Exercise plays a central role in building the muscles that support the back. This helps prevent back pain. At some point or other in our lives, most of us experience back pain. While the cause for a majority of us can be upper or lower back pain during the course of day to day life, it can also be triggered by an accident, a sports-related injury or a congenital condition.
Also, if you happen to work at a computer, or lift and carry weights or do repetitive activities at home or work, it can cause tension and muscle tightness leading to a backache.
Backache can be really miserable to live with. Most people tend to ignore it because they are too busy, until it becomes unbearable and demands attention. And by that time, that tube of pain balm or a couple of painkillers just don’t help. Rather than allow it to progress to that stage, why not deal with it right away and prevent back pain?
Studies have been conducted to investigate physical therapy approaches in the treatment of low back pain. The good news is, working on improving posture is a simple solution to prevent back pain. Of course, along with this, it is also important to work on overall fitness and healthy weight. But improving posture can really help.
What is posture?
Posture is the way we hold our body when we stand, sit or do tasks such as lifting, bending, pulling, etc. With good posture, the bones of the spine, the vertebrae, are properly aligned.
How to improve posture to prevent back pain?
Here are four easy ways to do this.
1. Using imagery
Now imagine there’s a straight line passing through your body from the ceiling to floor. Your ears, shoulders, hips, knees and ankles must be even and line up vertically. Next, visualize a strong cord attached to the top of your head. This is pulling you upward, as if stretching you to make you taller.
Keep your pelvis level. Don’t let your lower back sway. Don’t stand on tiptoe. Imagine stretching your head towards the ceiling, increasing the space between your rib cage and pelvis. Go ahead and fantasize being a ballerina or ice skater. Do this mini exercise whenever you can.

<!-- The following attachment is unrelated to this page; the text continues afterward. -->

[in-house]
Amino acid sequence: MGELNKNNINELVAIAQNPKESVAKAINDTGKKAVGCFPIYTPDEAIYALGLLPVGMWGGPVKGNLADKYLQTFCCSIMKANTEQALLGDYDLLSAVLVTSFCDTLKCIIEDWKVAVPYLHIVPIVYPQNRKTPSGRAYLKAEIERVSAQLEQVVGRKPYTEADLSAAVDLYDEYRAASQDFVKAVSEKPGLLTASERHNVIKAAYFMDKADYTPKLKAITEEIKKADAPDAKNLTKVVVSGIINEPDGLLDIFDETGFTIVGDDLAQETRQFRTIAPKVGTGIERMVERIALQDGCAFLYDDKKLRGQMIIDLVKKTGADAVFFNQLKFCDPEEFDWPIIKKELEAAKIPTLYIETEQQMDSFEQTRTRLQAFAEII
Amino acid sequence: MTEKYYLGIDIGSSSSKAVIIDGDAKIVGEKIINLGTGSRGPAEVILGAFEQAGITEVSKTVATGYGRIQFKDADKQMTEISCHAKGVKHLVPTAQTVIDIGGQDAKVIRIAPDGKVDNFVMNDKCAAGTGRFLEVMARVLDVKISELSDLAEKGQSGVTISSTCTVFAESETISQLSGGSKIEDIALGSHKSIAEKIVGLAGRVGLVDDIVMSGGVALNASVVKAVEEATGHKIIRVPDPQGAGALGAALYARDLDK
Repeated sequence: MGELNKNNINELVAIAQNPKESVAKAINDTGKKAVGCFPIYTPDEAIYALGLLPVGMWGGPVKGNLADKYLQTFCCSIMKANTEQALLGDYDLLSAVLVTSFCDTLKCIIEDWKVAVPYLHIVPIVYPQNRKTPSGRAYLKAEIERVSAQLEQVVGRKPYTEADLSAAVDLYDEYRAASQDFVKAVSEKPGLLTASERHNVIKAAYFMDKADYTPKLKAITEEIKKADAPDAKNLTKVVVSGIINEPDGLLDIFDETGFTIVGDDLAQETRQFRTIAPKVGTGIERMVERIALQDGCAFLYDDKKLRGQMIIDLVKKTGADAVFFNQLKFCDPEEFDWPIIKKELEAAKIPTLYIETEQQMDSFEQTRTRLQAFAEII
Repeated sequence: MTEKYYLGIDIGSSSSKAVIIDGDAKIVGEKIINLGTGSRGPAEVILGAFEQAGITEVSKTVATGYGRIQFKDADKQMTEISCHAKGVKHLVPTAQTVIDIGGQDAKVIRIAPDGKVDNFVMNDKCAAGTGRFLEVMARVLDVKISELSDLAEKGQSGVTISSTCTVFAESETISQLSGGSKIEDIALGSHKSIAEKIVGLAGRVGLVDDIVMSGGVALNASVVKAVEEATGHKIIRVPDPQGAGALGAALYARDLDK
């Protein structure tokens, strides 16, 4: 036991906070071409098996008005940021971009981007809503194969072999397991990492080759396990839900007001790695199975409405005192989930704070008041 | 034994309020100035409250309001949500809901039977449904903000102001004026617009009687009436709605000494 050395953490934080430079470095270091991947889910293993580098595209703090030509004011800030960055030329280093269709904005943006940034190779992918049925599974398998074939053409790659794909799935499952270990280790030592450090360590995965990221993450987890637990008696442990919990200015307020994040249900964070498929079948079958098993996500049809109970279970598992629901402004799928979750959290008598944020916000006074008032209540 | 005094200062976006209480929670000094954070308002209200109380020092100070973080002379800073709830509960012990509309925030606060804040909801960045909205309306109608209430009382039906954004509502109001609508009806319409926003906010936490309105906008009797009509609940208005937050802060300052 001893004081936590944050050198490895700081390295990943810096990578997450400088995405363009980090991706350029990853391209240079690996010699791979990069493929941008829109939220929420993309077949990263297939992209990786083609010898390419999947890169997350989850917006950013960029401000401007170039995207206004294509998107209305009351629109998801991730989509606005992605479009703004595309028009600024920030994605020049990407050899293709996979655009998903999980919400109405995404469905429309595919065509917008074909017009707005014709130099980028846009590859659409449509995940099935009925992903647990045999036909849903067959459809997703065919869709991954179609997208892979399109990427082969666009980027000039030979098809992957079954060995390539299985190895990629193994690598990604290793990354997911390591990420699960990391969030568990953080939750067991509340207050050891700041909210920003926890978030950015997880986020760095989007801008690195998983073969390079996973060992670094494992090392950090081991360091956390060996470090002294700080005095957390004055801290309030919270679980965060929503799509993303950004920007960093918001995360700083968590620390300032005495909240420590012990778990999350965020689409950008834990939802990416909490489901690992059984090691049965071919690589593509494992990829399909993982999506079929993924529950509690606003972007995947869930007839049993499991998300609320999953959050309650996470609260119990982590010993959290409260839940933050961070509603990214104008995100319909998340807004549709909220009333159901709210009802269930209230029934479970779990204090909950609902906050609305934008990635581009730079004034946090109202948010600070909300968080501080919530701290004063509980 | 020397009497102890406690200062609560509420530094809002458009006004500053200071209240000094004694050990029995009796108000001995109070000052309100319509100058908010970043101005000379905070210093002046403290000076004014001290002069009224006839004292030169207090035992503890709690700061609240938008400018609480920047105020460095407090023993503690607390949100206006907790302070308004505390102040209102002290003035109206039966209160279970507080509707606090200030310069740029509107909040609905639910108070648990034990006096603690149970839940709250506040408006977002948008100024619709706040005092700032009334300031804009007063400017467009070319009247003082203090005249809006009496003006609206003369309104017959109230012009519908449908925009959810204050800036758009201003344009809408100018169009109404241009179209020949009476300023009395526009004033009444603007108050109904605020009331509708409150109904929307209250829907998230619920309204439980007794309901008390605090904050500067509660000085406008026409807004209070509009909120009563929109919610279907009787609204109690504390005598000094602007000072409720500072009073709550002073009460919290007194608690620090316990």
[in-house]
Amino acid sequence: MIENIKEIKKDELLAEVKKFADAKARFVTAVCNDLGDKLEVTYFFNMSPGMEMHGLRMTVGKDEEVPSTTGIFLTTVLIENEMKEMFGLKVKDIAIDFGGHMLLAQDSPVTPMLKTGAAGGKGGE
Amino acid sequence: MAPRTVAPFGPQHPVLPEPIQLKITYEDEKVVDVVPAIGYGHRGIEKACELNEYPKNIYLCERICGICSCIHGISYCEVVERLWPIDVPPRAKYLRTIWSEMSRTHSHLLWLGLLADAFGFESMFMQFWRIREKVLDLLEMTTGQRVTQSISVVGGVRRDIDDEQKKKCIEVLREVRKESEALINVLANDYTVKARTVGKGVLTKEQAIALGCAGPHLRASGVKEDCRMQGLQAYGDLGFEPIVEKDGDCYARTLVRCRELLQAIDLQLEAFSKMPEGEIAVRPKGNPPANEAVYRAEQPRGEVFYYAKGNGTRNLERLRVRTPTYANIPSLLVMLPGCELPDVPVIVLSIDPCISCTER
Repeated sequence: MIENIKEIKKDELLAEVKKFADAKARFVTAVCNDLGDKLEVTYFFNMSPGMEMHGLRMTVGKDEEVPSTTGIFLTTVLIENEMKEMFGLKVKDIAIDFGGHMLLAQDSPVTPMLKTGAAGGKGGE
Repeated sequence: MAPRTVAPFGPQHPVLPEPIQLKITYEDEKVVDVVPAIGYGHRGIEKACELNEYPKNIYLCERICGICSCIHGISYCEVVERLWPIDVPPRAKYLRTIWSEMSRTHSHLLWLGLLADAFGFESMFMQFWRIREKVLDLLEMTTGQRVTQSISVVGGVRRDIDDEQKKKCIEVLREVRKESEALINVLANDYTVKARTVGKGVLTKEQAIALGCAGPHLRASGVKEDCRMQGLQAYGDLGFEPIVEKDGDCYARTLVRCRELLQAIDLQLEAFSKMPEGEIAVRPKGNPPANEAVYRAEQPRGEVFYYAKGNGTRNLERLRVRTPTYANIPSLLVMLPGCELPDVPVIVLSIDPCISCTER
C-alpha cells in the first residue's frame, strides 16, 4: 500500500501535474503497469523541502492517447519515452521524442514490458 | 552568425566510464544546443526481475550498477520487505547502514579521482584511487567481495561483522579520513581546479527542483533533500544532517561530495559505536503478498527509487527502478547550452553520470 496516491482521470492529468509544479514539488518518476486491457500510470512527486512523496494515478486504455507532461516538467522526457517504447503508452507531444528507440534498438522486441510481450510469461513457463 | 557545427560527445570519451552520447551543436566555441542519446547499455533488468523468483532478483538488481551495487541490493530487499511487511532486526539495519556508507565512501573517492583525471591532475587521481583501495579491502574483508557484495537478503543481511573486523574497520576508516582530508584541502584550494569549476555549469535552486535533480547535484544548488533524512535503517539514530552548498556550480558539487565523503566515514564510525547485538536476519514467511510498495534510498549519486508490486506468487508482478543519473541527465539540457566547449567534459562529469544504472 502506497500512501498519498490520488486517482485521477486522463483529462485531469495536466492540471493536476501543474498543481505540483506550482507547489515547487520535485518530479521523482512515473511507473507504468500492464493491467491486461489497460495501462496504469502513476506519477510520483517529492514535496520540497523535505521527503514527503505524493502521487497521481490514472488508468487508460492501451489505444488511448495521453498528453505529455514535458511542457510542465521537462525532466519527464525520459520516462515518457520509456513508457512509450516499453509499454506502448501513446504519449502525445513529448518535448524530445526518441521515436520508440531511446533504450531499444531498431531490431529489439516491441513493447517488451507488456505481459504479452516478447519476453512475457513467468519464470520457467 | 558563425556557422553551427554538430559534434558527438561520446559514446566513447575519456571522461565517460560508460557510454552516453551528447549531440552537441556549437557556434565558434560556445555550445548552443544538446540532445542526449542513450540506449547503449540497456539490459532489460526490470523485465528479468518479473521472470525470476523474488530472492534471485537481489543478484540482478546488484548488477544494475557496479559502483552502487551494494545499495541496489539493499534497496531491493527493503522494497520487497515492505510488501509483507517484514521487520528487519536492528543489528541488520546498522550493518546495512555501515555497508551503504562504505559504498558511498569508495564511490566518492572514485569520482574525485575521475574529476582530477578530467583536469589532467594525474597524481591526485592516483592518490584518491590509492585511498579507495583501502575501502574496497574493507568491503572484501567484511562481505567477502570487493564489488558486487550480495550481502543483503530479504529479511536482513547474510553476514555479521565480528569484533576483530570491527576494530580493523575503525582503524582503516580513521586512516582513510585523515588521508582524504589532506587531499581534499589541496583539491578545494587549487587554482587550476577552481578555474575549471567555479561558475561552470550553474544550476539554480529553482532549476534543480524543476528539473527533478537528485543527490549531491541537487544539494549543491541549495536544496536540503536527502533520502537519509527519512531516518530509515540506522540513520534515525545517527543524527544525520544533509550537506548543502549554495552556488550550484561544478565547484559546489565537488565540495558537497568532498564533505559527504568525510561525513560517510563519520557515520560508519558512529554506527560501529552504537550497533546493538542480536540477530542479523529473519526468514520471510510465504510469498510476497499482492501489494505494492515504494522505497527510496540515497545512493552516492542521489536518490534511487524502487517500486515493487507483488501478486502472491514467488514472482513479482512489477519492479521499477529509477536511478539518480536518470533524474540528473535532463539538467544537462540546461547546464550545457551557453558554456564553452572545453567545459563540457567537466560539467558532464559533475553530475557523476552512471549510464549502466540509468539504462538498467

2. Doing the shoulder blade squeeze
Sit up straight in your chair, hands resting on thighs. Keep shoulders down and chin, level. Now slow draw your shoulders back and squeeze your shoulder blades together. Count from 1 to 5, holding this position. Then relax. Repeat 3-4 times.
3. Upper body stretch
Stand facing a corner, arms raised, hands flat on the walls with elbows at shoulder height. Place one food ahead of the other. Bending your forward knee, exhale, leaning your body towards the corner. Your back should be straight. Keep chest and head up. As you do this exercise, you’ll feel a nice stretch across the chest. Hold the position for 30 seconds, then relax.
4. Arm across chest stretch
Raise your right arm to shoulder level in front of you. Bend the arm at the elbow with the forearm parallel to the floor. Grab the right elbow with your left hand. Gently pull it across your chest. You will feel a stretch in the right upper arm and shoulder. Hold this for 20 seconds. Relax both arms. Repeat this on the other side. Do three times on each side.
You can practice these exercises throughout the day to prevent back pain and improve your posture. Do them when you get up from your desk or before you have lunch or when you take a break. Get into the habit. As your posture improves, so will your back pain.